Subsp. robertsonii has a dull, grey-green to blue-green crown, leaves broader at all stages than those of subsp. radiata and buds that may be quite glaucous. The operculum is usually conical and often longer relative to total bud length than in subsp. radiata. It occurs at higher elevations near Canberra and along the western side of the Southern Tablelands of New South Wales often on granite soils. Its occurrence in Victoria has been debated with opinions of different botanists divided. The most recent study, Rankin (1998), concluded that it does occur in Victoria but is confined to mountain country in the north-east of the state. Rankin used a combination of data from morphology, and essential oil and flavenoid chemistry, to arrive at his conclusion. Rankin also concluded that the taxon is distinct from E. radiata at species level, not subspecies level, i.e. Eucalyptus robertsonii. In EUCLID we are, for the present, retaining this taxon at subspecies level as the morphological differences are slight. See below for comment on E. robertsonii subsp. hemisphaerica.

E. radiata subsp. sejuncta
It has broadly lanceolate to narrowly ovate, green juvenile leaves and glossy green leaves in the mature crown. The operculum is conical. Subsp. sejuncta is restricted to the eastern part of the Northern Tablelands of New South Wales and the Paling Yard Creek – South Bald Rock area of Girraween National Park on the Queensland – New South Wales border.

Specimens of Eucalyptus radiata will not always be easy to assign to a particular subspecies as the operculum character is a somewhat variable, and the development of glaucescence is highly variable.

Eucalyptus radiata belongs to Eucalyptus subgenus Eucalyptus section Aromatica (the peppermints) because the buds have a single operculum, anthers are reniform, ovules are in two rows, seeds are more or less pyramidal, adult leaf venation is acute to sub-parallel (rarely parallel) and juvenile leaves are sessile and opposite for many pairs. Within this section five closely related species form series Radiatae, viz. E. elata, E. radiata (with three subspecies), E. croajingolensis, E. willisii (with two subspecies), and E. dives. They differ from each other in bark and leaf characteristics, and, as a group, series Radiatae differs from the endemic Tasmanian peppermints, series Insulanae, by having numerous oil glands in the juvenile leaves whereas species in series Insulanae have few oil glands in the juvenile leaves (series Insulanae includes E. puilchella, E. amygdalina, E. tenuis, E. tenuiramis, E. risdonii, E. nitida and E. coccifera).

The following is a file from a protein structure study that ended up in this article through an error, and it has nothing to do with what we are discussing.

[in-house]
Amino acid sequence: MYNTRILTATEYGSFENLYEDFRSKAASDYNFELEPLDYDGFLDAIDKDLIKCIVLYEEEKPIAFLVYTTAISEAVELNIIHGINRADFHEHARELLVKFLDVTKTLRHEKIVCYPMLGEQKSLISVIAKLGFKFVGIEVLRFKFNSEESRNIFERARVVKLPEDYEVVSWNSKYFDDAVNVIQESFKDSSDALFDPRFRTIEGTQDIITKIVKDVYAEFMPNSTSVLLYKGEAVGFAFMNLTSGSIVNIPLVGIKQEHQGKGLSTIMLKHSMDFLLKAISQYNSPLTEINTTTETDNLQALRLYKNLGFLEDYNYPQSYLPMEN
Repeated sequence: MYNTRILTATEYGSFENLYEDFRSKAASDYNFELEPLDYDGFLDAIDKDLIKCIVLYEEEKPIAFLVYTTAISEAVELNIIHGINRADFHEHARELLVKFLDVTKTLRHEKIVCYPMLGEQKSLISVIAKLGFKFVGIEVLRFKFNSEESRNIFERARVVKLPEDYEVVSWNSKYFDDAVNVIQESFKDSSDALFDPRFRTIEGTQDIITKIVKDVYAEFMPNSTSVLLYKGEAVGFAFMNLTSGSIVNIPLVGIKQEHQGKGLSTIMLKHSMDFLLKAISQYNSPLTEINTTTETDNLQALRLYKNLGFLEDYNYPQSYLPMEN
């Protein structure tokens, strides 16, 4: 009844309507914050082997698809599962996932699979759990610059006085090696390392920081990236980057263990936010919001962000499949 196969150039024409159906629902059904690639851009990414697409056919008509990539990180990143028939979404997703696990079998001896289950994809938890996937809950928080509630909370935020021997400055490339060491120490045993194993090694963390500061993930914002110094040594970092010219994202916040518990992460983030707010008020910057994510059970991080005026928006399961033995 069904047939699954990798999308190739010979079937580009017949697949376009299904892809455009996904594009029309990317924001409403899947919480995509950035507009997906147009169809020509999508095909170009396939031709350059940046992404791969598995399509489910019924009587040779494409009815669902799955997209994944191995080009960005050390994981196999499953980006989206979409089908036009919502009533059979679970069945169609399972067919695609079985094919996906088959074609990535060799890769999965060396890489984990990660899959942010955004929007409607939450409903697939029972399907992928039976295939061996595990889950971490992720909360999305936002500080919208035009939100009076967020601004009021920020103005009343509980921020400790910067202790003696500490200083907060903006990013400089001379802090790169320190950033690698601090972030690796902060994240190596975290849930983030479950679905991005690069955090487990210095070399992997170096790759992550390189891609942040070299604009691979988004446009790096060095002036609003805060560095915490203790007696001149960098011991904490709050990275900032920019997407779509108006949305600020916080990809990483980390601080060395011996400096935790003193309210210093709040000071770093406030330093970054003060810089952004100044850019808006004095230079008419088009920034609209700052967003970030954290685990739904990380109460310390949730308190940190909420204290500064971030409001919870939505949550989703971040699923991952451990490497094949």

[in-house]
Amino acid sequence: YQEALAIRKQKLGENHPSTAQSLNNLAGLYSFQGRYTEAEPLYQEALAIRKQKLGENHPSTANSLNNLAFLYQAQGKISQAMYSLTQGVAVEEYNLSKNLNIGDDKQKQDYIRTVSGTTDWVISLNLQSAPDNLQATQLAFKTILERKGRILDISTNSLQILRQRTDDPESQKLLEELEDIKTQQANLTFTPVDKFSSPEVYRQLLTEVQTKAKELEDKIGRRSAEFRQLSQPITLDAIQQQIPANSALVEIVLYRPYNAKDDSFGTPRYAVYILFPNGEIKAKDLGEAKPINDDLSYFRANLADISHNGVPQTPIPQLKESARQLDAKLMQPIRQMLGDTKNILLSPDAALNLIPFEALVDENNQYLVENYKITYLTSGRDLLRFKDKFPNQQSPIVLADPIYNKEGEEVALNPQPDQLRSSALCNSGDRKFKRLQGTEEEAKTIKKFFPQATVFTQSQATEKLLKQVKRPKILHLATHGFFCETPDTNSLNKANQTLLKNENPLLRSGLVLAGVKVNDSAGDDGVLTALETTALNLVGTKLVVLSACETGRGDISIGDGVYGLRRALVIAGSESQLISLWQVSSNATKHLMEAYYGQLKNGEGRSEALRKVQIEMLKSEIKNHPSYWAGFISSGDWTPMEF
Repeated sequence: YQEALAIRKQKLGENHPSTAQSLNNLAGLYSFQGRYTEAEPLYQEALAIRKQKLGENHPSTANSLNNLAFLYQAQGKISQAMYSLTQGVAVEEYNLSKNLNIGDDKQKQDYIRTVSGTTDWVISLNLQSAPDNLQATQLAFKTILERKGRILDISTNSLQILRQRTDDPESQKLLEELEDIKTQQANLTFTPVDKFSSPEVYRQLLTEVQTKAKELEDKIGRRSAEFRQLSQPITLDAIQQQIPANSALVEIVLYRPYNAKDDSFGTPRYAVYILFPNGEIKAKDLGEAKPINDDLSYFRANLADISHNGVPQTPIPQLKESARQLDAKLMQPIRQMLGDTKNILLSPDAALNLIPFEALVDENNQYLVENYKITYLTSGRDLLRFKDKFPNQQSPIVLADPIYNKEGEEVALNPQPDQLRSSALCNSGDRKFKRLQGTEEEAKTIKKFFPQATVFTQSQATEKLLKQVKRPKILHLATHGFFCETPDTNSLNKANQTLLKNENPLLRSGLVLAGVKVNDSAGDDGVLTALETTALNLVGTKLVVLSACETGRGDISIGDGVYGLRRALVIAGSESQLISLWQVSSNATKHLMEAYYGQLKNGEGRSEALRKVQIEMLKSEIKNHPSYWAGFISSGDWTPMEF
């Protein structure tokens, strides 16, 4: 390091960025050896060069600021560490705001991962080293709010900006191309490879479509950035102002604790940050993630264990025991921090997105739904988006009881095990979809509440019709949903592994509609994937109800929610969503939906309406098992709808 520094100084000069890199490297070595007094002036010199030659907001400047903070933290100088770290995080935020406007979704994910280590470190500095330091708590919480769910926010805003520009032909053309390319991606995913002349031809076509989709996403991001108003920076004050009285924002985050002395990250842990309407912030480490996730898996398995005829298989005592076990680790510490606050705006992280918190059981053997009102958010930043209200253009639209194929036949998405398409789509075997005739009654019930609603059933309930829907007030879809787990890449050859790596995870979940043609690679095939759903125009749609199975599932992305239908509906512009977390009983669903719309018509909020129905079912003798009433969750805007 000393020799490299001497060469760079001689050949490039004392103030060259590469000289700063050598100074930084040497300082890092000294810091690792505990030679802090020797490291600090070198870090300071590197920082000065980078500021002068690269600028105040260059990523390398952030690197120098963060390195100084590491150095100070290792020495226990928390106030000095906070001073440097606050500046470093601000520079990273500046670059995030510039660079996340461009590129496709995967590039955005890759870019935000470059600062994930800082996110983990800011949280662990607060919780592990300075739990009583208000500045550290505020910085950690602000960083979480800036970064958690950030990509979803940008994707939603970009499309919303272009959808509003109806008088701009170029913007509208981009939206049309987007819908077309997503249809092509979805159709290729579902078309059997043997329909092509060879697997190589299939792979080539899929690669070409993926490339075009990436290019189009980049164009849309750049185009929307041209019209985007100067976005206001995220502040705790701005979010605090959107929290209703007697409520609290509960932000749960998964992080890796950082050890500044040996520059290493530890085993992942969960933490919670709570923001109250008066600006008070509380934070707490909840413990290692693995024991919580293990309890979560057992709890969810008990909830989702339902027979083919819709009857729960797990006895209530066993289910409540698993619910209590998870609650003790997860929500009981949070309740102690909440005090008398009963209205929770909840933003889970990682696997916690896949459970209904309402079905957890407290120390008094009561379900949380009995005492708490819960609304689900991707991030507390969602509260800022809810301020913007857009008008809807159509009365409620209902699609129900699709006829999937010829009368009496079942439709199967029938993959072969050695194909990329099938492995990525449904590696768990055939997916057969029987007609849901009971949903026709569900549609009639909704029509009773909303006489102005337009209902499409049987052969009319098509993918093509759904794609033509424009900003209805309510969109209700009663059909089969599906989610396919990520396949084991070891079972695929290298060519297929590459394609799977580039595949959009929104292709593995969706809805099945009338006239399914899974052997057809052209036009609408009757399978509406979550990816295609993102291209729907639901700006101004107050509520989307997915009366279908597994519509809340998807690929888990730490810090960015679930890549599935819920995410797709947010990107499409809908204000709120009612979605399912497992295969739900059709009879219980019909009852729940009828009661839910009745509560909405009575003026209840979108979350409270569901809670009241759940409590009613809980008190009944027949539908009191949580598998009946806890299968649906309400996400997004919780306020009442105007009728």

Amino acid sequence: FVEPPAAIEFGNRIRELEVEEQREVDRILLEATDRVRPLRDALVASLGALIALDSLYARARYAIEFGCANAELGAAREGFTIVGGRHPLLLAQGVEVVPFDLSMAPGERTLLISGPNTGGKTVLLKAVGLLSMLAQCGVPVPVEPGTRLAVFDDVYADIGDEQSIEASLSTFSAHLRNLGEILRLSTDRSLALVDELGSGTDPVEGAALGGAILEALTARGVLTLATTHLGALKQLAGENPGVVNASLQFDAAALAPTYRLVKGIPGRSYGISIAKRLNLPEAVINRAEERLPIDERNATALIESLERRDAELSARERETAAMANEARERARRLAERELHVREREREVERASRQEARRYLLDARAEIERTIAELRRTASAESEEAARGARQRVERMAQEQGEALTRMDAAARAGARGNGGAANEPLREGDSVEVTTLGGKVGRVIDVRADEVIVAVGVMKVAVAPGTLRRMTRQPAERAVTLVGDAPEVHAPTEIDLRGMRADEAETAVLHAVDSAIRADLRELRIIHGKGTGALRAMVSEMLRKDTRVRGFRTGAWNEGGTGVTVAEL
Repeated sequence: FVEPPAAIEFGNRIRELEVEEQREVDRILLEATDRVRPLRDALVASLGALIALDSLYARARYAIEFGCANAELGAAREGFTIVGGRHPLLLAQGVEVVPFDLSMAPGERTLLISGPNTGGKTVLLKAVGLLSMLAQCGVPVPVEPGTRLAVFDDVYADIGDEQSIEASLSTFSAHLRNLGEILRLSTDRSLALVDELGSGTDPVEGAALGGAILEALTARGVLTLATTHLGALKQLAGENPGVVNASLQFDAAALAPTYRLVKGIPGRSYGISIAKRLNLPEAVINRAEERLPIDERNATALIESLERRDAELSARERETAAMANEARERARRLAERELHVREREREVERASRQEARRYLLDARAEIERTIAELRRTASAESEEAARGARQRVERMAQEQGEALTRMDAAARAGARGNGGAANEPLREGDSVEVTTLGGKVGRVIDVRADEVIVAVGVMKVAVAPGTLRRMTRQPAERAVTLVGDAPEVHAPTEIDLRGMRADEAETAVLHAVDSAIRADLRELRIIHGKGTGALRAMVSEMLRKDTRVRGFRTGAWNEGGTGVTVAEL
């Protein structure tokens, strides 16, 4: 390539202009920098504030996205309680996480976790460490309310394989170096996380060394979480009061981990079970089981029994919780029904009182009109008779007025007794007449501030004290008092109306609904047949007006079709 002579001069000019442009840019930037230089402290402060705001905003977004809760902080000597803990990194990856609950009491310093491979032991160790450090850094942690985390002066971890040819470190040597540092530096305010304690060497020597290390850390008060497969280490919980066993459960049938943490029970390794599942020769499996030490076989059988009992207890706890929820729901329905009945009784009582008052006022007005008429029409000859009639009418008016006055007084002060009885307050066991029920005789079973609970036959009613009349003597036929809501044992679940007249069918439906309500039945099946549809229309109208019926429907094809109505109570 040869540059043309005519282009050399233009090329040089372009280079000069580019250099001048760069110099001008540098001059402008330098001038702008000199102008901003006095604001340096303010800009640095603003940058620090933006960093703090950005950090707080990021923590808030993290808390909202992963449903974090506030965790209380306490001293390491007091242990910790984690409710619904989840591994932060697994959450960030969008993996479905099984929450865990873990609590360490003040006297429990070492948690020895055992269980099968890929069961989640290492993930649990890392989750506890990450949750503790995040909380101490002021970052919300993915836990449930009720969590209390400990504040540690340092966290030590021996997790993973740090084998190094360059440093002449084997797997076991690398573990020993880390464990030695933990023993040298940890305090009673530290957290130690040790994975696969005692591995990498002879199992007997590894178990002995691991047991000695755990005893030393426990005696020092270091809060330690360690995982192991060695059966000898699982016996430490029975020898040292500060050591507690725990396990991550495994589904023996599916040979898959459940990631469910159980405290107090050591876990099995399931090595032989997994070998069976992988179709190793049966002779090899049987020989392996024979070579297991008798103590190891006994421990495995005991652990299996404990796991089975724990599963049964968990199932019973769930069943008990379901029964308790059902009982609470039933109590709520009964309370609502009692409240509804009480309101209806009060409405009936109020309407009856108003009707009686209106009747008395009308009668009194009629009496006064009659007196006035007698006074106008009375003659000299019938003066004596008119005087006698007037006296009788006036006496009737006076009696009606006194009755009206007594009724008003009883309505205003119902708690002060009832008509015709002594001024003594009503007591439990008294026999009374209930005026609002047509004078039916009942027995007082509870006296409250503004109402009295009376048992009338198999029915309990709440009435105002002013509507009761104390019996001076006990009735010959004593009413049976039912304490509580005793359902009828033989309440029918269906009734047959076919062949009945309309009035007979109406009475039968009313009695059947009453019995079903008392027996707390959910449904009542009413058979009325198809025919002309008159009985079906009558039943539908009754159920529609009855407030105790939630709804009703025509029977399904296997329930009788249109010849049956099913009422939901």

Eucalyptus robertsonii subsp. hemisphaerica was described from plants in the Mullion Creek area north of Orange, New South Wales, and several other scattered localities in the area south of Mudgee to south-west of Oberon (Johnson & Hill, 1990). Rankin (1998, p. ix) concluded from his detailed studies that "The type specimens of E. robertsonii subsp. hemisphaerica appear to be hybrids between E. robertsonii and E. dives and hence this name is also not valid", though his meaning is unclear — the name was validly published, and it applies to certain trees which, in his opinion, are hybrids..

Eucalyptus robertsonii subsp. hemisphaerica is listed as "Vulnerable" under the Australian Government Environment Protection and Biodiversity Conservation Act 1999 (EPBC Act). Further information may be found at this web address:

Origin of Name
Eucalyptus radiata: Latin radiatus, radiating, refers to the flower bud clusters.

subsp. robertsonii: after Colin Charles Robertson (? late 1870s–1946). Colin Robertson was a senior officer with the South African Department of Forestry from 1911 to 1931. He spent several months in Australia studying the commercial timber species, especially the eucalypts. In 1925 he published Forest Trees in Australia; a Reconnaissance. He was highly regarded and contributed significantly to the development of forestry.